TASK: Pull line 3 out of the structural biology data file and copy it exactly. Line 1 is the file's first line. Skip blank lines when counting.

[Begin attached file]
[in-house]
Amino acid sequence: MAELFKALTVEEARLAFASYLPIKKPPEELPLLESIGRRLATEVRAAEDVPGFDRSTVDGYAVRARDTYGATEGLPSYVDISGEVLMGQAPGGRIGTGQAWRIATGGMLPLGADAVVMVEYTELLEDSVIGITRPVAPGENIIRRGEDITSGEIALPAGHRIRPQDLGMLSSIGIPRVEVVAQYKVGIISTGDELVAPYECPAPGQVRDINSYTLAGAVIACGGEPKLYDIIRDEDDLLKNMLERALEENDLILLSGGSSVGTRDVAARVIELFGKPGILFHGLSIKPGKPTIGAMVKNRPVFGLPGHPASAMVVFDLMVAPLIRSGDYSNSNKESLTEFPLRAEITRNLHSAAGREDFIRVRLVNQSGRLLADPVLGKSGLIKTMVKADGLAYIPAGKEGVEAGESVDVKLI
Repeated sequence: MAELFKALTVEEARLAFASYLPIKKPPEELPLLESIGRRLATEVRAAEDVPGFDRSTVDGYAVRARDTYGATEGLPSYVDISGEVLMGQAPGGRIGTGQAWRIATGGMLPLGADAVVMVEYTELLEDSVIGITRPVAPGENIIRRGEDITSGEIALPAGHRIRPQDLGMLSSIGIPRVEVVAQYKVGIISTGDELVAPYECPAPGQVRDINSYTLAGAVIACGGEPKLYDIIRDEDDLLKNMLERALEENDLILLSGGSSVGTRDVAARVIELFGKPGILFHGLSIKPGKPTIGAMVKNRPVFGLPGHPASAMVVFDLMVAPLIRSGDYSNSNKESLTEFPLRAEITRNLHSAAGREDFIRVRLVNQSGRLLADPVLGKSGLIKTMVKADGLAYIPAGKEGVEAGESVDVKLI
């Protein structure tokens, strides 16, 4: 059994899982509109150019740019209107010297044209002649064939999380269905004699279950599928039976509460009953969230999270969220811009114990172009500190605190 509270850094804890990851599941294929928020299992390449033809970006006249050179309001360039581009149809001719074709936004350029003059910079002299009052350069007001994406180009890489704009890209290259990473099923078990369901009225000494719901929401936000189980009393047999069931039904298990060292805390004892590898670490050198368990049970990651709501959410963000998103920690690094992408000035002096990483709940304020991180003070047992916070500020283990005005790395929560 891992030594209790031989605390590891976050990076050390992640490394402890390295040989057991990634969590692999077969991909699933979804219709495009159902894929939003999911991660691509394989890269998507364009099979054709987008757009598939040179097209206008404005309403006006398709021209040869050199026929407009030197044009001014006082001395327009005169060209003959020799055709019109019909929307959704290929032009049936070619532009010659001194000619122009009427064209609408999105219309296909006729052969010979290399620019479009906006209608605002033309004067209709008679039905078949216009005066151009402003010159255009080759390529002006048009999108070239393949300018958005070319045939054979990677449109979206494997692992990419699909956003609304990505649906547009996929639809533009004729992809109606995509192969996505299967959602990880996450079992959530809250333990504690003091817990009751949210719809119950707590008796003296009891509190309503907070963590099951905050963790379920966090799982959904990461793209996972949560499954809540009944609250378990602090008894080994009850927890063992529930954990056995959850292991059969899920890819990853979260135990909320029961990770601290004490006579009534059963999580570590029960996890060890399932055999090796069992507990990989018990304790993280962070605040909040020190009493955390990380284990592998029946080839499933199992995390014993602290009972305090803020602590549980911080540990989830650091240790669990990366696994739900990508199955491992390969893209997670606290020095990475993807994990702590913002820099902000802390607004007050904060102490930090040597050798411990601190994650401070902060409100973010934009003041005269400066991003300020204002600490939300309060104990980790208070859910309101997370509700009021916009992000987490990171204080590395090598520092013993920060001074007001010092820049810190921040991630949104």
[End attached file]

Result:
Repeated sequence: MAELFKALTVEEARLAFASYLPIKKPPEELPLLESIGRRLATEVRAAEDVPGFDRSTVDGYAVRARDTYGATEGLPSYVDISGEVLMGQAPGGRIGTGQAWRIATGGMLPLGADAVVMVEYTELLEDSVIGITRPVAPGENIIRRGEDITSGEIALPAGHRIRPQDLGMLSSIGIPRVEVVAQYKVGIISTGDELVAPYECPAPGQVRDINSYTLAGAVIACGGEPKLYDIIRDEDDLLKNMLERALEENDLILLSGGSSVGTRDVAARVIELFGKPGILFHGLSIKPGKPTIGAMVKNRPVFGLPGHPASAMVVFDLMVAPLIRSGDYSNSNKESLTEFPLRAEITRNLHSAAGREDFIRVRLVNQSGRLLADPVLGKSGLIKTMVKADGLAYIPAGKEGVEAGESVDVKLI